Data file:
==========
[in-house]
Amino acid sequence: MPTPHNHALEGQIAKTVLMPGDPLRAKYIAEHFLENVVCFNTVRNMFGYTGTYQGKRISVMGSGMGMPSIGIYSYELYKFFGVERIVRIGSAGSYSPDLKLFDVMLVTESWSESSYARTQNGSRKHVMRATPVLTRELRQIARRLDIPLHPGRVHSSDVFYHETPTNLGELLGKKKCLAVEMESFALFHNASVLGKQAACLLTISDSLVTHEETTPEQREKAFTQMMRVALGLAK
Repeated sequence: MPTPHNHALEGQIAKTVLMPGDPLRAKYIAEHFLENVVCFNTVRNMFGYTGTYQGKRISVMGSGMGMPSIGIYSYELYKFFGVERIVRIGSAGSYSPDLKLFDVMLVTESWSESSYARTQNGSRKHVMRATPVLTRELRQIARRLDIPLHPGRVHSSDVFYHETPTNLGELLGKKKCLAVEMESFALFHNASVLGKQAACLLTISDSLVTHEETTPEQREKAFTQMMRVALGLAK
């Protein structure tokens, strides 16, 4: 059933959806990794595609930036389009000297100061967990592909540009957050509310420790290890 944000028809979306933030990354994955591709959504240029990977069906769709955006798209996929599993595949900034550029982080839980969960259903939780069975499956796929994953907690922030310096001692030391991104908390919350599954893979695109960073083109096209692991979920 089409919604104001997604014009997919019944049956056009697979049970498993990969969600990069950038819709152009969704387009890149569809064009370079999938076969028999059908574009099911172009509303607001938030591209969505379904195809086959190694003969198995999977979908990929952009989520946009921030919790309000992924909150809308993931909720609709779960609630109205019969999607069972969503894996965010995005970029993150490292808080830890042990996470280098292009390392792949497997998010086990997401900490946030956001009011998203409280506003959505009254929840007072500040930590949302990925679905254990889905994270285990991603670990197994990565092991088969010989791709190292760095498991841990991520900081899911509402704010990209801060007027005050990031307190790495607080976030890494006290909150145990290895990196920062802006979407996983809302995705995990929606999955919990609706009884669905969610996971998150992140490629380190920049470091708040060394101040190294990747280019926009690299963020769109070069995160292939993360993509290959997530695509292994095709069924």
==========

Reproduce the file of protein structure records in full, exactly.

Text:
[in-house]
Amino acid sequence: MPTPHNHALEGQIAKTVLMPGDPLRAKYIAEHFLENVVCFNTVRNMFGYTGTYQGKRISVMGSGMGMPSIGIYSYELYKFFGVERIVRIGSAGSYSPDLKLFDVMLVTESWSESSYARTQNGSRKHVMRATPVLTRELRQIARRLDIPLHPGRVHSSDVFYHETPTNLGELLGKKKCLAVEMESFALFHNASVLGKQAACLLTISDSLVTHEETTPEQREKAFTQMMRVALGLAK
Repeated sequence: MPTPHNHALEGQIAKTVLMPGDPLRAKYIAEHFLENVVCFNTVRNMFGYTGTYQGKRISVMGSGMGMPSIGIYSYELYKFFGVERIVRIGSAGSYSPDLKLFDVMLVTESWSESSYARTQNGSRKHVMRATPVLTRELRQIARRLDIPLHPGRVHSSDVFYHETPTNLGELLGKKKCLAVEMESFALFHNASVLGKQAACLLTISDSLVTHEETTPEQREKAFTQMMRVALGLAK
């Protein structure tokens, strides 16, 4: 059933959806990794595609930036389009000297100061967990592909540009957050509310420790290890 944000028809979306933030990354994955591709959504240029990977069906769709955006798209996929599993595949900034550029982080839980969960259903939780069975499956796929994953907690922030310096001692030391991104908390919350599954893979695109960073083109096209692991979920 089409919604104001997604014009997919019944049956056009697979049970498993990969969600990069950038819709152009969704387009890149569809064009370079999938076969028999059908574009099911172009509303607001938030591209969505379904195809086959190694003969198995999977979908990929952009989520946009921030919790309000992924909150809308993931909720609709779960609630109205019969999607069972969503894996965010995005970029993150490292808080830890042990996470280098292009390392792949497997998010086990997401900490946030956001009011998203409280506003959505009254929840007072500040930590949302990925679905254990889905994270285990991603670990197994990565092991088969010989791709190292760095498991841990991520900081899911509402704010990209801060007027005050990031307190790495607080976030890494006290909150145990290895990196920062802006979407996983809302995705995990929606999955919990609706009884669905969610996971998150992140490629380190920049470091708040060394101040190294990747280019926009690299963020769109070069995160292939993360993509290959997530695509292994095709069924």